Reality scenarios: Let's pretend I steal your flash drive. You have managed to create a .bat file that would autostart upon plugin. I plug it into my Mac or my Linux machine. Your .bat file gets ignored. FAIL. If I plug it into my Windows box, then your .bat file won't run because I disabled autoplay for all usb devices. FAIL. Or let's say you do manage to get the information you want off my computer. Meanwhile I wiped the flash drive and am now using it to store my personal porn. Turns out my IP address is a Tor exit node. FAIL. Or, maybe I'm not even connected to the internet when I plug in the pen drive and wipe it. FAIL.

    So.
    Much.
    Fail.
     
    Last edited by a moderator: Dec 4, 2012
  7. J_L

    J_L Registered Member

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    Tell me what legal issues I'll face, cause that's the only valid point your brought up.

    1. Data and the flash drive itself are completely different things.
    2. Read the last sentence of my first post.
    3. Another assumption, and failure to read.

    Cross-platform issues aren't a big deal with Windows dominating most PC's (and I could try ifconfig, etc.) As for your Windows box, the file itself can be opened manually simply with an intriguing file name (plus most people don't disable AutoRun). Before wiping that drive, you need to connect it. Who the hell uses Tor, and I can still gather system info. Have you forgotten my contact information already?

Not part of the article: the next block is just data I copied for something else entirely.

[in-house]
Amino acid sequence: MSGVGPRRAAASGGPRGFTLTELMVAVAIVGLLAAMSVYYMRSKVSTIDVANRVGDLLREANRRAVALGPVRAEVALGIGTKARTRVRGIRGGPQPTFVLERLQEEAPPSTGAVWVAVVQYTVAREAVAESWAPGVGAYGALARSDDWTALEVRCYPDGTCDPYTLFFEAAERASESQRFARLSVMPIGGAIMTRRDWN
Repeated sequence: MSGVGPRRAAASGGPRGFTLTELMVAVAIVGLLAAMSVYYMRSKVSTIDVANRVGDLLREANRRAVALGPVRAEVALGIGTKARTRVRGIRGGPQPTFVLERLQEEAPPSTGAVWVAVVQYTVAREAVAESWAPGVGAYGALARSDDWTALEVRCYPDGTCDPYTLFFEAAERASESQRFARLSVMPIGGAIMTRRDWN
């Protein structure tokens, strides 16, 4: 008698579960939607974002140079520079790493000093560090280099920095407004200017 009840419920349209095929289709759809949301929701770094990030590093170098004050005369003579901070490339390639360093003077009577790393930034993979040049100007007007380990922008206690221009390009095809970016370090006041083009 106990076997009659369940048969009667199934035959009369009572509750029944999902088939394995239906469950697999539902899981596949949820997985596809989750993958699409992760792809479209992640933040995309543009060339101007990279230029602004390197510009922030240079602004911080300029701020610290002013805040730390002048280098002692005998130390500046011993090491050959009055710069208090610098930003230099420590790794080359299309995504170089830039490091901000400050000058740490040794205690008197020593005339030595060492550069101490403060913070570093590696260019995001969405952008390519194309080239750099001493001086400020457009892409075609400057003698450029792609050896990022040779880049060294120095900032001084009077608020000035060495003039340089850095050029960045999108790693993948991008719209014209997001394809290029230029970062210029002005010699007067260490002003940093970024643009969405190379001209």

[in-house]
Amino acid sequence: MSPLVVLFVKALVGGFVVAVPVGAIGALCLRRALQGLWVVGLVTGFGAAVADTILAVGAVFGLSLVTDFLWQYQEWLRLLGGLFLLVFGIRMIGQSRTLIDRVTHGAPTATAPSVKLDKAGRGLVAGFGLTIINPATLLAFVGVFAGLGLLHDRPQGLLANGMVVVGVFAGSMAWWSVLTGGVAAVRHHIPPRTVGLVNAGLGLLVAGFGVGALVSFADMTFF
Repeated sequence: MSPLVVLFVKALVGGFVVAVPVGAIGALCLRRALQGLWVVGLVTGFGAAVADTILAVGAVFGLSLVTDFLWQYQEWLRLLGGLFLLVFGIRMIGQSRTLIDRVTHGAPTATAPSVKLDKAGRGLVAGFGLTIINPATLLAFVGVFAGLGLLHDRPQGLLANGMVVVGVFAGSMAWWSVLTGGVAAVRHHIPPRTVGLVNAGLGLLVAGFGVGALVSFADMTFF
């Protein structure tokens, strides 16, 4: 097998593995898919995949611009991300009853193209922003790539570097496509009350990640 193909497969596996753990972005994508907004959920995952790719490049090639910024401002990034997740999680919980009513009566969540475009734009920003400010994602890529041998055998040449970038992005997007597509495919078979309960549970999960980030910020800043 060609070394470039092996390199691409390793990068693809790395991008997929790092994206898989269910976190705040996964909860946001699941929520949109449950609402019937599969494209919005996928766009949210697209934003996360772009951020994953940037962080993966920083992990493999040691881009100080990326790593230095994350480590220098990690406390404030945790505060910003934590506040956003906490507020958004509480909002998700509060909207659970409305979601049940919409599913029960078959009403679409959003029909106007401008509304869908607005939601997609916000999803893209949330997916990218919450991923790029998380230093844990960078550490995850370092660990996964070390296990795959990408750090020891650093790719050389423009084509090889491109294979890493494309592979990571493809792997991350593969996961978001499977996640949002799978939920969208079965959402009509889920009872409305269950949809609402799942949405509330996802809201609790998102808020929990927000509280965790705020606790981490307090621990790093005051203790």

I won't even comment on the worthless insults.
     
  8. BrandiCandi

    BrandiCandi Guest

    I was pointing out the obsacles you'll encounter with a .bat file. I don't know why you find the obstacles insulting.

    Legality:

    If you create something that will "call home" without the user's knowledge, you have created malware. Malware is illegal. If you are obtaining private information about the user without their knowledge, that is illegal. It's irrelevant that someone obtained your pen drive illegally in the first place. It is not legal to respond to a crime with another crime. Security professionals cannot respond to a hacker by hacking him back- that is illegal. It's not fair but it's the law.

    What you want is something akin to a remote wiper for an Ipod. No idea if it exists for a device that doesn't have an internal power source. You'll have to hit the googles to see if something like that exists.